- Paperback: 219 pages
- Publisher: Delta Publishing; First Delta Printing edition (July 15, 1971)
- Language: English
- ISBN-10: 0385290098
- ISBN-13: 978-0385290098
- Product Dimensions: 5.5 x 0.6 x 8.5 inches
- Shipping Weight: 10.4 ounces (View shipping rates and policies)
- Average Customer Review: 42 customer reviews
- Amazon Best Sellers Rank: #37,925 in Books (See Top 100 in Books)
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Teaching As a Subversive Activity First Delta Printing Edition
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“A healthy dose of Postman and Weingartner is a good thing: if they make even a dent in the pious . . . American classroom, the book will be worthwhile.”—New York Times Book Review
“Teaching and knowledge are subversive in that they necessarily substitute awareness for guesswork, and knowledge for experience. Experience is no use in the world of Apollo 8. It is simply necessary to know. However, it is also necessary to know the effect of Apollo 8 in creating a new Global Theatre in which student and teacher alike are looking for roles. Postman and Weingartner make excellent theatrical producers in the new Global Theatre.”—Marshall McLuhan
“It will take courage to read this book . . . but those who are asking honest questions—what’s wrong with the worlds in which we live, how do we build communication bridges cross the Generation Gap, what do they want from us?—these people will squirm in the discovery that the answers are really within themselves.”—Saturday Review
“Neil Postman and Charles Weingartner go beyond the now-familiar indictments of American education to propose basic ways of liberating both teachers and students from becoming personnel rather than people . . . the authors have created what may become a primer of ‘the new education’ Their book is intended for anyone, teacher or not, who is concerned with sanity and survival in a world of precipitously rapid change, and it’s worth your reading.”—Playboy
“This challenging, liberating book can unlock not only teachers but anyone for whom language and learning are not dead.”—Nat Hentoff
About the Author
Neil Postman was a University Professor, the Paulette Goddard Chair of Media Ecology, and the chair of the Department of Media, Culture, and Communication, all at New York University. Among his 20 books are studies of childhood (The Disappearance of Childhood); public discourse (Amusing Ourselves to Death); education (Teaching as a Subversive Activity and The End of Education); and the impact of technology (Technopoly). His interest in education was long-standing, beginning with his experience as an elementary and secondary school teacher. He died in 2003.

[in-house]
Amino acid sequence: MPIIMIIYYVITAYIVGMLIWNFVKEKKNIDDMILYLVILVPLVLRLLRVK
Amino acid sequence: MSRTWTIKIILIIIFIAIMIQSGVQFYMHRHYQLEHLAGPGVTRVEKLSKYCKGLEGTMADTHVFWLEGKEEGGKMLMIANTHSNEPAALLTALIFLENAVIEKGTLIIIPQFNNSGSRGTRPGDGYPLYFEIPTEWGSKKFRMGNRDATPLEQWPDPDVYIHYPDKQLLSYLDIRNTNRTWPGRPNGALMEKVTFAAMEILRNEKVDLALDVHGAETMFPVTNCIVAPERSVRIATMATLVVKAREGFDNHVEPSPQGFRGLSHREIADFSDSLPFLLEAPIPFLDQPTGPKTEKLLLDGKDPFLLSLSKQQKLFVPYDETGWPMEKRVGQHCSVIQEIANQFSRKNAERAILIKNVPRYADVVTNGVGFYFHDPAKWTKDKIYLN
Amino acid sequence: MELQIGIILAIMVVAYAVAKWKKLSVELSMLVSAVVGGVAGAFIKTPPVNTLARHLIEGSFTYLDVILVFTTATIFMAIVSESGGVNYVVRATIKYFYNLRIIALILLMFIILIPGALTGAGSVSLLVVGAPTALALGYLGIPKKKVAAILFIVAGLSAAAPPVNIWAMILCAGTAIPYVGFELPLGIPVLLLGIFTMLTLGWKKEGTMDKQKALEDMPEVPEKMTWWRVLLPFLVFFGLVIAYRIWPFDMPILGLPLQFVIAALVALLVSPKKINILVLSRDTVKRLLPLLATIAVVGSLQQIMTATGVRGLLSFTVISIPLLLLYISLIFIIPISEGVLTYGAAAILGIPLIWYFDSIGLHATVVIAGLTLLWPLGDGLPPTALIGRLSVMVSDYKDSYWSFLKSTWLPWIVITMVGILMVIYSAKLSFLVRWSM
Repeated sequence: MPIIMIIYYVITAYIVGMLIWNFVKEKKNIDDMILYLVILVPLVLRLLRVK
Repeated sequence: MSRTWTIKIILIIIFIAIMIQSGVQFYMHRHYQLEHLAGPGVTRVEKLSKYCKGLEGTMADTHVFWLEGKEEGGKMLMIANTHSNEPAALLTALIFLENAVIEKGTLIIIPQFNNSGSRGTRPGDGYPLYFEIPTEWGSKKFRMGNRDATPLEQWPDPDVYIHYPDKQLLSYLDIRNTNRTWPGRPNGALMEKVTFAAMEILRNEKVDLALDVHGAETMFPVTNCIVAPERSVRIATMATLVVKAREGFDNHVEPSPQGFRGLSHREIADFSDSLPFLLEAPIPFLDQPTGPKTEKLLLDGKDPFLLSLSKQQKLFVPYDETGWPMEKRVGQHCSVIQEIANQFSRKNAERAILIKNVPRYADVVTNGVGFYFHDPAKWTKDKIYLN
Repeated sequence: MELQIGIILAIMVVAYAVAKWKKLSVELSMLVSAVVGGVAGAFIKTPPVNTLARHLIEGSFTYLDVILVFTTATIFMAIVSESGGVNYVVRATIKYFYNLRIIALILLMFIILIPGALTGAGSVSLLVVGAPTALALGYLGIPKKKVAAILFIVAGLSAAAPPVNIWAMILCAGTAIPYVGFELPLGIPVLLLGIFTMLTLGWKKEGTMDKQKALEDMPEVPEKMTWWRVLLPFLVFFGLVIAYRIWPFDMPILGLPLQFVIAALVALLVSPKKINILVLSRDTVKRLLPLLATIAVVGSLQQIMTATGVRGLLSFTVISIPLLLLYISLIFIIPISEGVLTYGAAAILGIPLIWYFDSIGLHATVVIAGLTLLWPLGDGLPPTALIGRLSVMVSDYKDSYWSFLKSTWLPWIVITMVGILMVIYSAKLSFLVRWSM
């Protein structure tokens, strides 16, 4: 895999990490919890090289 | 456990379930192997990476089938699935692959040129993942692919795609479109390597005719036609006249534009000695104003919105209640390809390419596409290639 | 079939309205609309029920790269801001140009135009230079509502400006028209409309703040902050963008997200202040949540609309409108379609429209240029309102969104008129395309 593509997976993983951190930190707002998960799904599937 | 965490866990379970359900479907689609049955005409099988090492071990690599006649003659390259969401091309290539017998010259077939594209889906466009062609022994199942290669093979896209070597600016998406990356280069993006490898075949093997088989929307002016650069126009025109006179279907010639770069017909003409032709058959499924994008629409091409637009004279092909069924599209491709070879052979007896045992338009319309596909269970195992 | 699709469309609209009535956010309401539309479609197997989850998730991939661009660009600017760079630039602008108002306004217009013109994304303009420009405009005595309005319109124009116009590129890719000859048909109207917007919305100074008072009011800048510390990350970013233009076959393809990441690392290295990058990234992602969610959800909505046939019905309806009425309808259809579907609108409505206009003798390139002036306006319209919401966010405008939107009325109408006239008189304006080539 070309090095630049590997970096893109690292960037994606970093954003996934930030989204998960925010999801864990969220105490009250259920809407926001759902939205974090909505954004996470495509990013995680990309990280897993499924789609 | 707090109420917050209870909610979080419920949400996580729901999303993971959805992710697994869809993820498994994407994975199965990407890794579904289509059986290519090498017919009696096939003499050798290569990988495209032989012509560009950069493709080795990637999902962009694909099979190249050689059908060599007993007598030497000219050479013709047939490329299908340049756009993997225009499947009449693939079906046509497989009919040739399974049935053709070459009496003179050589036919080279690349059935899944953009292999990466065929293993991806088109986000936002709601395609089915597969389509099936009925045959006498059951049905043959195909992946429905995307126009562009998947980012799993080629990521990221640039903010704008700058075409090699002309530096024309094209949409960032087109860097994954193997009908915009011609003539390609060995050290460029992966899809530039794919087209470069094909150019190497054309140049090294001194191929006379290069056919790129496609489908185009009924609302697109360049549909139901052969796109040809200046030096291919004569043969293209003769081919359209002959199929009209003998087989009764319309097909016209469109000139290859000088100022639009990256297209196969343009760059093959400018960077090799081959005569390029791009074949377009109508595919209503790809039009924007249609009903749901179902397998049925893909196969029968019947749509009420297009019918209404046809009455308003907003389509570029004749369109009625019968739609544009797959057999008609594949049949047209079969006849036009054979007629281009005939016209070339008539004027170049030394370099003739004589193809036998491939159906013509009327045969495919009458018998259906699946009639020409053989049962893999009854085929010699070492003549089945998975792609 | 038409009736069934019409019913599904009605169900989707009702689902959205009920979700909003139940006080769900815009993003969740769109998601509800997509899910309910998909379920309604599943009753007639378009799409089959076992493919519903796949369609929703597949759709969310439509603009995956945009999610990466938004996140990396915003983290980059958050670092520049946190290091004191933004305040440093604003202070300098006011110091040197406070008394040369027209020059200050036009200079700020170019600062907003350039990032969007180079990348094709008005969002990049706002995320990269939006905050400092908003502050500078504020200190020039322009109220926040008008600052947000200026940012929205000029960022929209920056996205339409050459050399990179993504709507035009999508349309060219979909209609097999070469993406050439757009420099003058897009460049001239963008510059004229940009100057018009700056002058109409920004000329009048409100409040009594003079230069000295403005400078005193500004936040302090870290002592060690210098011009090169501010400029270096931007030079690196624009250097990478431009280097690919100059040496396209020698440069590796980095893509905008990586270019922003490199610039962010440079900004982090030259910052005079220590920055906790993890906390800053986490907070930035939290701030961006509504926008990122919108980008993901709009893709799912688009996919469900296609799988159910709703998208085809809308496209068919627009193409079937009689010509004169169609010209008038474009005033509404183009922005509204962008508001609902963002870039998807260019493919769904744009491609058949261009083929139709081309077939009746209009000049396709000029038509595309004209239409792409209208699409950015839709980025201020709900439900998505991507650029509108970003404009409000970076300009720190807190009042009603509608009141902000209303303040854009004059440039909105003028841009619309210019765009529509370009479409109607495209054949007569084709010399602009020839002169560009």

Top customer reviews
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Very good book that teachers ought to read. Very stimulating, and though I disagree with some of its emphases and don’t agree with everything it says, particularly on merely “survival” and on being critical of everything because you must be right and authority must be distrusted, I do see that it is a good balance, for many follow blindly a failing curriculum/education paradigm. But for those already hyper-critical of any kind of tradition, one should, naturally be critical of being critical.
However, the questions-based approach(es) in the book were well worth the price of admission. The last few chapters were good, though I was not as impressed with the last chapter, where Postman & Weingartner talk about survival as an end in itself, almost in a “Walking Dead” kind of way. We got to do whatever we can to survive, and while that is understandable, life is not just about “mere survival” but we must also address larger questions of purpose, value, morality, right and wrong (though of course, things are not always black and white, as Postman & Weingartner remind us – we don’t live in a binary world).
I appreciate Postman & Weingartner’s practical approach, but we must not forget that pragmatics cannot be the only thing that governs how we live, learn, or teach. But to end on a positive note, Postman & Weingartner are right to insist that if students aren’t learning, then the teacher isn’t teaching. There is no such thing as “teaching” in a way that others cannot learn. The student should be the center/focus, not a syllabus or curriculum. And grading is just terrible.
Teachers ought to read this and try the practical suggestions that Postman & Weingartner suggest at the end of the book.
It takes the reader/"student" through rediscovering involvement and survival in the "modern" world by asking questions and more questions and seeking answers/information together rather than passively accepting the "lessons" others prepare and then trying to regurgitate the acceptable "answers" on demand. This book proposes a different way to learn - a more natural, interactive and "student" centered approach that promises big results if the instutions are willing to let go of their centralized control and metrics.
Following this path will take real courage because it does not fit with any of the popular "solutions" to our longstanding educational crisis, be it in public, private or parochial school systems.
Most recent customer reviews
Lots of references to educational research from 1930-1970.Read more